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VARs Up To Challenge Of Preventing Data Theft, Loss

The theft of a computing device containing the names, social security numbers and birth dates of 26.5 million U.S. veterans and some of their spouses once again brings to the forefront the importance of securing securing data on a storage device or a PC.

But so far, it looks like many end users and their channel partners haven’t taken the steps needed to address the problem.

On Monday, Reuters reported that earlier this month, data on an unspecified computing device was stolen from the residence of an employee of the Department of Veterans Affairs. The employee wasn’t authorized to have that data outside the office, according to the report.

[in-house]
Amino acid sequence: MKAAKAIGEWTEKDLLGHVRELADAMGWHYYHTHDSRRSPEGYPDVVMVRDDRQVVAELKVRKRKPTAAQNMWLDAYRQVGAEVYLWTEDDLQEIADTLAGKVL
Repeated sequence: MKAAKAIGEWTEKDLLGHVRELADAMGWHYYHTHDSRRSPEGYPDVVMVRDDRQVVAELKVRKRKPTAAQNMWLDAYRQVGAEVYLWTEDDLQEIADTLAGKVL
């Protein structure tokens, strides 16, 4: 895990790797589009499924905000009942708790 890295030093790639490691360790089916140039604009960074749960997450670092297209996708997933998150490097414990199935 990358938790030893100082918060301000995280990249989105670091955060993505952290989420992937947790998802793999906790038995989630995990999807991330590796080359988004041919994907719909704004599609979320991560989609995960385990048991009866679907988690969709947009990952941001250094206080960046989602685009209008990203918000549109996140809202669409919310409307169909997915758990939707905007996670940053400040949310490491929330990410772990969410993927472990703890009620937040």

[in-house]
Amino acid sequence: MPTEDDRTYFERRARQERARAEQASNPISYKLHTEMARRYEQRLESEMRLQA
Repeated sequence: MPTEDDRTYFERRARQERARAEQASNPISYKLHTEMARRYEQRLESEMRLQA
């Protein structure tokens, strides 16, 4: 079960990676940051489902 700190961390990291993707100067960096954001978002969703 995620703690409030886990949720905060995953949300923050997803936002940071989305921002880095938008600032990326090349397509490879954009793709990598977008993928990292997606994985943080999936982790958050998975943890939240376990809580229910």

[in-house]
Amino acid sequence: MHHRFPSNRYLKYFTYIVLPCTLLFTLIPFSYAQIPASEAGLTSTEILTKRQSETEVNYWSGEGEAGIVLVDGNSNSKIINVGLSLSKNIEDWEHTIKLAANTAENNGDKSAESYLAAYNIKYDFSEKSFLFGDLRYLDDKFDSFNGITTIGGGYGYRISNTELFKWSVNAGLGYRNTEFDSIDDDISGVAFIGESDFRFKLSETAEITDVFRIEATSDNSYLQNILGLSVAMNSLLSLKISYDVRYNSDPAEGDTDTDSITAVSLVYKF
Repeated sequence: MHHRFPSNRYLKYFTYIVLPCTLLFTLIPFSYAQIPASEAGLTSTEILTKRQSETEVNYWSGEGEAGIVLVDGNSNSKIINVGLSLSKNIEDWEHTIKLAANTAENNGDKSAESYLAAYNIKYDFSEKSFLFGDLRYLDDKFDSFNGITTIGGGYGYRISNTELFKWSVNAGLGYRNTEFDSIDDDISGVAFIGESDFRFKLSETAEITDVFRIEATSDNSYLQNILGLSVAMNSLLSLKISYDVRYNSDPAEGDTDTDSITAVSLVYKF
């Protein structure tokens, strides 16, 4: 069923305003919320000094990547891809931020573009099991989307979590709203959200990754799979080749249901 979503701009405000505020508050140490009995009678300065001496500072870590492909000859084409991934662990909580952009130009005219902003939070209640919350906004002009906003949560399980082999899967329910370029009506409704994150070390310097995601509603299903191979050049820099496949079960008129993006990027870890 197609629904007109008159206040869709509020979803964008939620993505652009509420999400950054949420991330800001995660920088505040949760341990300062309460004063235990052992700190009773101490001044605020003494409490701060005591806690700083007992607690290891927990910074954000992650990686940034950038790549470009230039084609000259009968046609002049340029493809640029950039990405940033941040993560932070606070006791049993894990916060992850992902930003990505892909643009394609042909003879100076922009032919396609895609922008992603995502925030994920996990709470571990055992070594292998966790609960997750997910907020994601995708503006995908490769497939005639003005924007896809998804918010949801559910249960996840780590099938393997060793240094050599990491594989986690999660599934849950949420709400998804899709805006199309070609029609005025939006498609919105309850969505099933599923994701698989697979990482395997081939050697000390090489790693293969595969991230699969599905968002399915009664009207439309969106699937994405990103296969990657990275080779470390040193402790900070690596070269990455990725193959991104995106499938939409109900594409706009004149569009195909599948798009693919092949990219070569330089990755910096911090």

A major problem in such scenarios is that the security of the data--no matter what type of perimeter safeguards are in place--remains vulnerable at its weakest point: the people who handle the data, said Dave Cerniglia, president of Consiliant Technologies, an Irvine, Calif.-based storage vendor.

"In the VA case, it's your own people screwing up," Cerniglia said. "It's always going to be an issue. This is probably a dedicated guy who did a good job all his life who now screws up and will probably lose his job."

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